Politics & Government

Rand Paul uses donor cash for European trips, while little goes to candidates

How Rand Paul Exposed a Republican Reversal

It wasn’t long ago that fiscal responsibility was a mainstream Republican rallying cry. This was not lost on Senator Rand Paul who briefly shut the government down Friday morning over spending increases.
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It wasn’t long ago that fiscal responsibility was a mainstream Republican rallying cry. This was not lost on Senator Rand Paul who briefly shut the government down Friday morning over spending increases.

Sen. Rand Paul has used political donations to spend more than $11,000 at restaurants in Italy and Malta and thousands more for European hotels and limousine services in connection with fundraising and other political events.

Paul’s political leadership committee also spent $337 on apparel at a Men’s Wearhouse in Omaha, Nebraska, in September 2014, and $438 on apparel at a New York Allen Edmonds in February 2016. The figures were provided by two independent watchdog groups.

Paul this week has been one of the few Republicans to staunchly defend President Donald Trump for his performance at a press conference with Russian president Vladimir Putin. And the senator’s committee has spent at Trump-related properties, including 2017, $1,575 in 2017 at BLT Prime, the restaurant in Trump’s Washington, D.C. hotel.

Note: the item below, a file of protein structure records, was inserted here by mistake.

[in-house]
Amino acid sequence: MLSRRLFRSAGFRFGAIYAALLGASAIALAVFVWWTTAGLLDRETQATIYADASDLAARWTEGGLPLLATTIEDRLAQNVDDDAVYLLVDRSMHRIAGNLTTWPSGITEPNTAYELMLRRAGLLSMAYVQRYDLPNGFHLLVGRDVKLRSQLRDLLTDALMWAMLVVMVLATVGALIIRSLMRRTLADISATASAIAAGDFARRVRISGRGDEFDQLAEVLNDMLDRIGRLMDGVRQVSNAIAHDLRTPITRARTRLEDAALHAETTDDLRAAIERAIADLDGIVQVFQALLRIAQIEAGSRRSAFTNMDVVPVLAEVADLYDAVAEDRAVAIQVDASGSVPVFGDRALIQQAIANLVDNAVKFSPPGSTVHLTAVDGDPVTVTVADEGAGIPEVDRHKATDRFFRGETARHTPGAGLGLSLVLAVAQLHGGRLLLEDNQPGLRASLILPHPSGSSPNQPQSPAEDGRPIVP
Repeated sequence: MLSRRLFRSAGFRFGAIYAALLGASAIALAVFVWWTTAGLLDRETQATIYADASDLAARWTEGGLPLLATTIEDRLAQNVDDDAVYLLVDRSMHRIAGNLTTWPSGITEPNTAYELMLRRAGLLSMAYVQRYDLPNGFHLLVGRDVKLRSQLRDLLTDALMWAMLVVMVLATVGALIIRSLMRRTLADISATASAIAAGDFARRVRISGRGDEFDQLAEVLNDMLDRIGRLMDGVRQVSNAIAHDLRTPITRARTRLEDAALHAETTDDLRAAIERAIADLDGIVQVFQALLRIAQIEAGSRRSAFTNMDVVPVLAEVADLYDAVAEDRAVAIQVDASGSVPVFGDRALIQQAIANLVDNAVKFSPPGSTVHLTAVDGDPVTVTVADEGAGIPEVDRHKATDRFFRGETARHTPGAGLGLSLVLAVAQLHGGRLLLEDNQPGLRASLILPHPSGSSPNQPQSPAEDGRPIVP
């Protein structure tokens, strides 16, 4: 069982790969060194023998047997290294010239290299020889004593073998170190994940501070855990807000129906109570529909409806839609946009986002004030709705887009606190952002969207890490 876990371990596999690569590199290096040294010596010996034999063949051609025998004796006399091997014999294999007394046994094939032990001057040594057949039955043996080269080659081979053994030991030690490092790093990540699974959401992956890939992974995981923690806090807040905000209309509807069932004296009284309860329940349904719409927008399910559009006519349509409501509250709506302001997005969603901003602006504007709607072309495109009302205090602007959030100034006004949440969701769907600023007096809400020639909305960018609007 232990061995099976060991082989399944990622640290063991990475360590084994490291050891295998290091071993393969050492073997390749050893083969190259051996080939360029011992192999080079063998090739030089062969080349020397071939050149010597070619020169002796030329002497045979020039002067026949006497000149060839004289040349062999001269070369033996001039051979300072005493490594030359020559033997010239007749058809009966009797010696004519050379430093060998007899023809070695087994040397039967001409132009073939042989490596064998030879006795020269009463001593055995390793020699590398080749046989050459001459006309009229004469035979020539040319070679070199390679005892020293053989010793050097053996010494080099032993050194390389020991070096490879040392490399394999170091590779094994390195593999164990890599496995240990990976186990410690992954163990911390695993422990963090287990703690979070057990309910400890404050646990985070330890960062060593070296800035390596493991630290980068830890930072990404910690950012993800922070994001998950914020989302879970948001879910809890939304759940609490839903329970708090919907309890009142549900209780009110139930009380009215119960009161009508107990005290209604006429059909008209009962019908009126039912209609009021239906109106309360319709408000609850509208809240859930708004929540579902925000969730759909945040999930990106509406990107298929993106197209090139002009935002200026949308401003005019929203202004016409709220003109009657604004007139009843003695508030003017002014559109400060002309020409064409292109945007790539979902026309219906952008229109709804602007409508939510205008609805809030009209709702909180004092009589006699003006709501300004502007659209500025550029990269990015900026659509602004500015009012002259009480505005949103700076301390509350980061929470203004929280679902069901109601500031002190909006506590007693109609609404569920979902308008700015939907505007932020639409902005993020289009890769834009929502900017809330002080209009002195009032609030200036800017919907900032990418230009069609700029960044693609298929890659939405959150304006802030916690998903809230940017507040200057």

Paul, a Kentucky Republican, has donated less than 7 percent of the money raised through his leadership political action committee to candidates. That’s well below the 45 percent average of other lawmakers.

A spokeswoman for Paul’s RAND PAC committee, or Reinventing a New Direction, said its expenses are for political or fundraising purposes, not personal.

“Every stop last summer for RANDPAC included fundraising events with Americans overseas and expenses for the donor events,” said Kelsey Cooper.

She added that Paul, a member of the Senate Foreign Relations Committee, has been “active on issues of interest to Americans living abroad,” including the Foreign Account Tax Compliance Act that Paul has long opposed. It requires U.S. citizens to file annual reports on any foreign account holdings.

“We chose to finance travel this way to save taxpayer funds, rather than at taxpayer expense as nearly every other elected official does,” Cooper said.

In the 2017-2018 election cycle, Paul’s committee has spent $11,043 at restaurants in Italy and Malta, $4,492 on a limousine service in Rome, and $1,904 at the St. George Lycabettus Hotel in Athens.

The report notes the “5-star” hotel in Athens “advertises ‘breathtaking panoramic views over Athens to the Acropolis and the Saronic Gulf beyond.’” Footnotes in the report link to a story detailing how Paul was in Greece last August as part of a European tour.

Paul’s committee has boosted its spending somewhat this cycle, spending 15.6 percent on other candidates and committees.